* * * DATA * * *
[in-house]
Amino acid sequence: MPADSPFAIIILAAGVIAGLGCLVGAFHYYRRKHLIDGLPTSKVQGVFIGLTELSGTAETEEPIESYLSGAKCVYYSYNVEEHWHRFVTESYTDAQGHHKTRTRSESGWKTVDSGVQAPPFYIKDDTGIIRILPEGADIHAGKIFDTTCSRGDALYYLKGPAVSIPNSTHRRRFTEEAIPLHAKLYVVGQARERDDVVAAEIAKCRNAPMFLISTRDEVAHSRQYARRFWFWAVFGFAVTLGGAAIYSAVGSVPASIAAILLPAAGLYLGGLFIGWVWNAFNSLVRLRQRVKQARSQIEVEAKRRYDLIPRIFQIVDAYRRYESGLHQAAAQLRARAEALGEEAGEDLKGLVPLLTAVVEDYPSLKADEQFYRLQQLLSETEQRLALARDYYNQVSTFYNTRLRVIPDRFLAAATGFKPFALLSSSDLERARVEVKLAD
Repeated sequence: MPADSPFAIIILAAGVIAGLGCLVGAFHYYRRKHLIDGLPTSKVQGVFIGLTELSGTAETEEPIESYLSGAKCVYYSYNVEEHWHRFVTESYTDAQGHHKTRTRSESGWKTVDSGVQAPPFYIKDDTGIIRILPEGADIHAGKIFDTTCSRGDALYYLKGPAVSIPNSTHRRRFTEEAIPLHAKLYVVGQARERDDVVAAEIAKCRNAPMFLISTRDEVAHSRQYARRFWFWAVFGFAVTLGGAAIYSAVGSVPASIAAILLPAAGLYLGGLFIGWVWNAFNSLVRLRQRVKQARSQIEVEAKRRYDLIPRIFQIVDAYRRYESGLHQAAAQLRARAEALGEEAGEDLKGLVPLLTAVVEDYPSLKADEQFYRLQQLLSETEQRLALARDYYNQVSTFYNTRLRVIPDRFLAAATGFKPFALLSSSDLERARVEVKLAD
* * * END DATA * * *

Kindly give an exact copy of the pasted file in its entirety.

[in-house]
Amino acid sequence: MPADSPFAIIILAAGVIAGLGCLVGAFHYYRRKHLIDGLPTSKVQGVFIGLTELSGTAETEEPIESYLSGAKCVYYSYNVEEHWHRFVTESYTDAQGHHKTRTRSESGWKTVDSGVQAPPFYIKDDTGIIRILPEGADIHAGKIFDTTCSRGDALYYLKGPAVSIPNSTHRRRFTEEAIPLHAKLYVVGQARERDDVVAAEIAKCRNAPMFLISTRDEVAHSRQYARRFWFWAVFGFAVTLGGAAIYSAVGSVPASIAAILLPAAGLYLGGLFIGWVWNAFNSLVRLRQRVKQARSQIEVEAKRRYDLIPRIFQIVDAYRRYESGLHQAAAQLRARAEALGEEAGEDLKGLVPLLTAVVEDYPSLKADEQFYRLQQLLSETEQRLALARDYYNQVSTFYNTRLRVIPDRFLAAATGFKPFALLSSSDLERARVEVKLAD
Repeated sequence: MPADSPFAIIILAAGVIAGLGCLVGAFHYYRRKHLIDGLPTSKVQGVFIGLTELSGTAETEEPIESYLSGAKCVYYSYNVEEHWHRFVTESYTDAQGHHKTRTRSESGWKTVDSGVQAPPFYIKDDTGIIRILPEGADIHAGKIFDTTCSRGDALYYLKGPAVSIPNSTHRRRFTEEAIPLHAKLYVVGQARERDDVVAAEIAKCRNAPMFLISTRDEVAHSRQYARRFWFWAVFGFAVTLGGAAIYSAVGSVPASIAAILLPAAGLYLGGLFIGWVWNAFNSLVRLRQRVKQARSQIEVEAKRRYDLIPRIFQIVDAYRRYESGLHQAAAQLRARAEALGEEAGEDLKGLVPLLTAVVEDYPSLKADEQFYRLQQLLSETEQRLALARDYYNQVSTFYNTRLRVIPDRFLAAATGFKPFALLSSSDLERARVEVKLAD